A new private foundation has been created to raise money for Illinois State Fair infrastructure. Questions have been raised already about how the private Illinois Fairgrounds Foundation will intermingle with government.
The new non-profit organization bypasses the Illinois General Assembly, which has not passed measures to create a public foundation. Senate Bill 2903, introduced in February by Republican Sen. William Brady, would create a public Illinois State Fairgrounds Foundation under the authority of the Department of Agriculture. As of July 31, that bill was in the hands of the Senate Assignments Committee.
State officials peg the cost of upkeep at Springfield and DeQuoin fairgrounds at $180 million.
"It’s embarrassing when you walk by a sheep barn or a pig barn," said John Slayton, a Republican and longtime Springfield resident with memories of showing animals at the fair as a kid, "and the roof – seriously – anybody can tell it needed replaced in the ‘70s. It leaks, there are raccoons."
Slayton, a founding member of the new foundation, credits Gov. Bruce Rauner for taking the lead. Rauner characterizes the foundation as a private effort.
"Almost every other state that has significant agriculture has a foundation that can support their fair," Rauner said, "where the business community and generous community residents can donate money so that taxpayers don’t have to pay all of it themselves. It’s only common sense.”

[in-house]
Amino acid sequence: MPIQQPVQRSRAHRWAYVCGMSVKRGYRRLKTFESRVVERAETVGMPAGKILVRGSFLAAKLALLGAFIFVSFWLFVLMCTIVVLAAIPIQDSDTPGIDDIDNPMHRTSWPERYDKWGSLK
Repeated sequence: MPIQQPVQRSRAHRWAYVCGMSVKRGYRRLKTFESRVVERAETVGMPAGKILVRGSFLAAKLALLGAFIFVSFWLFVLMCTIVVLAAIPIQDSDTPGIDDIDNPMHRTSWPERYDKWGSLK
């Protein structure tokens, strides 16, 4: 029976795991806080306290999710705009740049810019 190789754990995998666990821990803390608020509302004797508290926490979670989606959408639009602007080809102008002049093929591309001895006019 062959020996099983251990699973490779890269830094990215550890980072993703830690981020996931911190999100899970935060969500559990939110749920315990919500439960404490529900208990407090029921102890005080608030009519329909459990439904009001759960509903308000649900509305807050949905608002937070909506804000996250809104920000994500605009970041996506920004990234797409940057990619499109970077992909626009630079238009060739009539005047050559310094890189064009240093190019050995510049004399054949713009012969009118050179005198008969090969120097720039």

Rauner says there’s no downside.
Opponents -- including Democratic House Speaker Michael Madigan -- say public money should be able to support a public structure, provided there's adequate revenue. They also cite concerns about possible sweetheart deals and a lack of transparency.
The rules governing this new partnership are unclear. A news release from Rauner's office says the foundation "will be led by a volunteer board representing a diverse cross-section of the agriculture industry. Board members will engage with private sector business organizations and individuals to develop strategies to raise private funding, coordinate with the Department of Agriculture to plan projects and determine the Fairgrounds’ needs, and serve as ambassadors for the revitalization and improvement of the Fairgrounds and their agricultural heritage."
The Illinois State Fairgrounds in Springfield includes more than 170 buildings spanning 360 acres of land, with buildings as old as 124 years. The Du Quoin State Fairgrounds includes more than 20 buildings spread across more than 1,200 acres of land, with buildings as old as 93 years.
- WNIJ's Victor Yehling contributed to this report.